Praeger received the Carey-Thomas Award in 1957 from R. R. Bowker Company for outstanding creative publishing in obtaining and offering the Djilas book. When he accepted the prize, he indicated that the book was a “professional dream of glory. I wanted to find an intellectual weapon of enormous explosive force, preferably written from inside the Communist orbit by a man… with a great name, integrity and determination to seek out truth and defend it—a weapon in the form of a book which could … be effective in the areas such as the Soviet orbit and the neutralist and uncommitted countries.”

In 1957 Praeger also published The Naked God: The Writer and the Communist Party by Howard Fast, an author and former communist who had renounced his previous convictions. The company also published the early works of dissident Russian writer Aleksandr Solzhenitsyn, including One Day in the Life of Ivan Denisovich (1963).

In 1956 Praeger began another phase of his publishing interests when the firm issued an art book, Picasso: A Study of His Work by Frank Elgar; A Biographical Study by Robert Maillard, including reproductions in six colors and in black and white. The printing of 38,000 copies sold out, an impressive achievement for an art book. In 1958 Praeger and the Whitney Museum of American Art in New York City entered into an exclusive contract for Praeger to be the publisher and distributor of the museum’s books. The following year he published Four American Expressionists: Doris Caesar, Chaim Gross, Karl Knaths, Abraham Rattner and Zorach for the museum.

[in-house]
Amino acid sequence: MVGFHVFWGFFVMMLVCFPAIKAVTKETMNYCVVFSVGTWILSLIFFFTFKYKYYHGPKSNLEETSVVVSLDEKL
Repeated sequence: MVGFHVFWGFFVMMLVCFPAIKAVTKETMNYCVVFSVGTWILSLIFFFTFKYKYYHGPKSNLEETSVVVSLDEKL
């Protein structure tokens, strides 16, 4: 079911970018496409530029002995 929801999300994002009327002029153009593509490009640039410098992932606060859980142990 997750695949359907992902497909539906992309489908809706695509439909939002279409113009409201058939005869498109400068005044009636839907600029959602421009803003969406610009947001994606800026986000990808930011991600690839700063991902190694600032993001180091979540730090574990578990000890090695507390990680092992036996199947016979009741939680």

In 1966 Praeger sold the publishing company to Encyclopaedia Britannica, and two years later he ended his last ties to the publishing house. He then returned to Vienna for six years and invested in publishing properties in Germany. When he returned to the United States, he moved to Boulder, Colorado, and founded the Westview Press in 1975. The company issued scholarly scientific and technical books in relatively inexpensive, unjacketed, camera-ready typewritten editions. He sold Westview in 1989 to SCS Communications, and he remained as publisher and vice chairman until his retirement in 1991. He was estimated to have published close to 10,000 titles during his lifetime.

Praeger was married three times and had four daughters. He married Cornelia E. Blach on 8 May 1946. They were divorced (she died in 1993), and he married Heloise Aronson. That marriage, too, ended, and on 18 December 1983 Praeger married Kellie Masterson. Physically he was five feet, eight inches tall, weighed 175 pounds, and had brown eyes and hair. He had no religious or political affiliations and was interested in skiing, tennis, swimming, and art.

Praeger, who experienced complications arising from a stroke, chose not to take nourishment and died as a result. He was cremated and his ashes scattered. After his death, the Westview Press donated money in his honor toward a full scholarship at the University of Denver Publishing Institute, of which he was one of the founders.

Praeger was interested in creating controversy in the international studies arena. He once said, “I have always tried to be unconventional, even a bit outrageous. I have also always been willing to pay the price. Being controversial, at times even unpopular, is the premium one pays for being different.”

Profiles of Praeger include an article in Current Biography (1959) and an interview in Publishers Weekly (2 Apr. 1979). His obituary is in the New York Times (2 Apr. 1979).

Martin Jay Stahl